Who are the victims documented in FOOTPRINTS: Database of those taken by North Korea?
Korean War ROK POW
At the end of the Korean War, North Korea refused to repatriate at least 50,000 South Korean POWs in violation of the Armistice Agreement of 27 July 1953 as well as the Geneva Convention (III) relative to the Treatment of Prisoners of War of 12 August 1949, according to the commission of inquiry on human rights in the DPRK (COI). 80 South Korean POWs and over 430 family members have escaped and arrived in South Korea since the mid-1990s.
Korean War ROK abductee
Also during the Korean War, North Korea abducted 80,000-100,000 South Koreans in occupied areas including Seoul, and refused to return them after the war in violation of the Armistice Agreement of 27 July 1953 as well as the Geneva Convention (IV) relative to the Protection of Civilian Persons in Time of War of 12 August 1949. The commission of inquiry on human rights in the DPRK (COI) found that “the abductions were widespread and organized, indicating that they were planned and conducted in line with States policy”.
Post-war ROK abductee
According to the COI, “Abductions and enforced disappearances of persons from the Republic of Korea have continued long after the signing of the Korean War armistice”. North Korea is known to have abducted 3,835 South Korean citizens, of which 3,319 were returned to South Korea within a year and 9 have subsequently escaped and returned to South Korea. This leaves 516 South Korean citizens forcibly disappeared in and by North Korea. In addition, North Korea has subjected at least 7 South Korean citizens to arbitrary detention and enforced disappearance since 2013.
“Returnees” from Japan
Furthermore, 93,340 ethnic Koreans and their Japanese family members “returned” to North Korea from Japan under the “Return to Paradise” propaganda campaign, which began on 14 December 1959 and officially ended in 1984 although 81 percent of the “returnees” had left for North Korea by 1961. Most of the ethnic Koreans, who had originally migrated to mainland Japan from the southern half of pre-partition Korea during the Japanese colonial rule of Korea (1910-1945) but were unilaterally deprived of their Japanese nationality overnight by administrative fiat on 28 April 1952, faced racial discrimination and economic hardship. The North Korean government and the pro-North Korean Chongryon (General Association of Korean Residents in Japan), with the blessing of the Japanese government and media as well as the Red Cross, enticed and exhorted the ethnic Koreans to “return” to the motherland to enjoy economic prosperity without discrimination. The “returnees” included 6,730 Japanese nationals, of whom 1,831 were wives of Korean men and an indeterminate number were husbands and children. According to the COI, “although they had travelled to the DPRK voluntarily, by the mid-1960s the majority were effectively being retained there against their will and were no longer allowed to have any contact with family members they had left behind”.
In September 2002, North Korean supreme leader Kim Jong-Il admitted to visiting Japanese prime minister Koizumi Junichiro that North Korea had abducted 13 Japanese nationals (seven women and six men) in the 1970s and 1980s. North Korea permitted five of them to visit Japan, all of whom remained there, and claimed that the other eight were already dead without providing plausible evidence. Japanese nationals were commonly kidnapped to further espionage and terrorist activities and to be “given” in marriage to foreigners in North Korea. Japan “has satisfied itself beyond reasonable doubt that 17 Japanese nationals (nine women and eight men) have been abducted” while the COI found that “it is probable that at least 100 Japanese nationals have been abducted by the DPRK”.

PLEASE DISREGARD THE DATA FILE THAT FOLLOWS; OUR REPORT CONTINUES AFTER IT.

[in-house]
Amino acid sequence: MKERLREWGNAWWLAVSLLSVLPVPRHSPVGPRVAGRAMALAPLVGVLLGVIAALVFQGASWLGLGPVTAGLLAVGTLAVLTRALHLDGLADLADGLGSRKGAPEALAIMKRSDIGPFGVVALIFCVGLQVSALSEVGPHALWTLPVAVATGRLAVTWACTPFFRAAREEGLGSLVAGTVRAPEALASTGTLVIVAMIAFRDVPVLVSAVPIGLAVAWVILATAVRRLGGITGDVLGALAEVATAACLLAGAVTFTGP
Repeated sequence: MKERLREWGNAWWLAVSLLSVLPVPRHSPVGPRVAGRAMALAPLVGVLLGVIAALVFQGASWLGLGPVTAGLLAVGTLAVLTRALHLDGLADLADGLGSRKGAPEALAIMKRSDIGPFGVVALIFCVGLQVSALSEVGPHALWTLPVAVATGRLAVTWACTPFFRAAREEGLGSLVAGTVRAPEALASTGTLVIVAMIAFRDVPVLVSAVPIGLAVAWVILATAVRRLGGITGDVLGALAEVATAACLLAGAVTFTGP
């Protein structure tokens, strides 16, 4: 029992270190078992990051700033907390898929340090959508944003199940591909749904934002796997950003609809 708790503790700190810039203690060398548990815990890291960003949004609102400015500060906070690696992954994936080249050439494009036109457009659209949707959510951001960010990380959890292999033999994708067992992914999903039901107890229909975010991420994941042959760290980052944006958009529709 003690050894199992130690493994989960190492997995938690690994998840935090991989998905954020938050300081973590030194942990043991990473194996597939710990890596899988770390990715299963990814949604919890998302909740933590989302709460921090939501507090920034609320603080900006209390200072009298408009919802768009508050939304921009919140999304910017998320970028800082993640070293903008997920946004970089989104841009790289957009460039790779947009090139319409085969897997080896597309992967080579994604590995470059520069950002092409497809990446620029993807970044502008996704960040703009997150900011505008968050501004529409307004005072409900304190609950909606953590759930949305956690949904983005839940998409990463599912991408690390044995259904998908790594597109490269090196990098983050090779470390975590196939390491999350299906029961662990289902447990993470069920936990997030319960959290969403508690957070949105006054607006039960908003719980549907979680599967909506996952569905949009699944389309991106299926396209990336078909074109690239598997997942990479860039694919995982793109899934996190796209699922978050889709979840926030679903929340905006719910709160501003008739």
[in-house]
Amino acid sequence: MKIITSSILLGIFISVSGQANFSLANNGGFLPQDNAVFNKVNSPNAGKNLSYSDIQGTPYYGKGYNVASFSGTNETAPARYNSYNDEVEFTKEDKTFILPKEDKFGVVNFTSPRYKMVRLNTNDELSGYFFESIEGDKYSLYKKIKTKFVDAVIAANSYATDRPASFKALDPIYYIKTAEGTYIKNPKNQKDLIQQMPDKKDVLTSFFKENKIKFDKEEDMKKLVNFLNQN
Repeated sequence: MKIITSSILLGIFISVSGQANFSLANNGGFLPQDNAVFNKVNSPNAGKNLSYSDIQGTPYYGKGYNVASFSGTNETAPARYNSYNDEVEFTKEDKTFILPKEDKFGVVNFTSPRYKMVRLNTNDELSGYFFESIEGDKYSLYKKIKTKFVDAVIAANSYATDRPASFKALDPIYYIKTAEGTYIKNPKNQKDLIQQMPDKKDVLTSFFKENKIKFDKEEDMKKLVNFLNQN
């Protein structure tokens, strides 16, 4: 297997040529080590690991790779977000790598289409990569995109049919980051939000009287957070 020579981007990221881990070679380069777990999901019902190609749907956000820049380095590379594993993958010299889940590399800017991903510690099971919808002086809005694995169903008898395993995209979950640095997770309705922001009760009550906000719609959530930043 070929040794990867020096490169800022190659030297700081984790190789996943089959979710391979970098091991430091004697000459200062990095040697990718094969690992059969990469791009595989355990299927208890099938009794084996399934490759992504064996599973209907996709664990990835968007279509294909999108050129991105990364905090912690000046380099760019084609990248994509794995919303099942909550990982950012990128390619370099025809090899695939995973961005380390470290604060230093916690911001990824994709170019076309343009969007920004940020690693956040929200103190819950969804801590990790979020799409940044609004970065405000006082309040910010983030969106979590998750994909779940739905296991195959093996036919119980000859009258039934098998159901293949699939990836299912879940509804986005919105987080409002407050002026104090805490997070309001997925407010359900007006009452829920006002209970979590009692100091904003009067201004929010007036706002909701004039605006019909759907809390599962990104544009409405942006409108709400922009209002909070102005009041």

Other foreign abductee
From 1977, foreigners of other countries were abducted by North Korea. According to the COI, “reasons for the abductions include teaching foreign languages in spy and military training schools, for technical expertise, and, in the case of many abductees, to be “given” in marriage to foreigners in the DPRK, to prevent inter-racial marriage with ethnic Koreans” to maintain the "pure Korean race”. Lebanese women who escaped North Korean captivity “reportedly told the Lebanese media they were held in a camp with 28 foreign women, including three French women, three Italian women, two Dutch women and other women from Europe as well as women from the Middle East”.
DPRK internal detention/disappearance
The largest victim class of North Korea’s abduction and enforced disappearance is undoubtedly the countless North Korean people, especially the political prisoners. The COI has found that “the refusal to disclose information about the fate of persons arrested for suspected political wrongs appears to be a deliberate feature of the system” which “puts the population on notice that anyone who does not demonstrate absolute obedience can disappear at any time for reasons determined solely by, and known only to, the authorities”.
Forced repatriation of escapees
Since the 1990s, North Korean operatives have executed organized abductions of the North Korean escapees in China and their subsequent enforced disappearance in North Korea. According to the COI, “former DPRK officials and others whose flight might reveal sensitive information to the outside world or ROK authorities have been among the primary victims, in addition to nationals of China and ROK who help DPRK citizens escape to China and from there to the ROK”.
Who and what are the perpetrators documented in FOOTPRINTS: Database of those taken by North Korea?
- Ministry of State Security [국가보위성]
- Ministry of Social Security [사회안전성]
- Korean People’s Army [조선인민군]
- Office of the Prosecutor and the court system [검찰소 및 재판소 체계]
- Workers’ Party of Korea [조선로동당]
- National Defence Commission [국방위원회]
- State Affairs Commission [국무위원회]
- Supreme Leader [최고령도자]
- Chinese People’s Volunteers [중국인민지원군]
- Local communists [지방 공산세력]
- Internal security [내무서원]
- Unknown [모름]
What are the proceedings documented in FOOTPRINTS: Database of those taken by North Korea?
- UN WGEID [UN 강제적•비자발적 실종 실무그룹]
- UN WGAD [UN 자의적 구금 실무그룹]
- South Korean courts [한국 법원]
- US courts [미국 법원]
- Japanese courts [일본 법원]
- Chinese courts [중국 법원]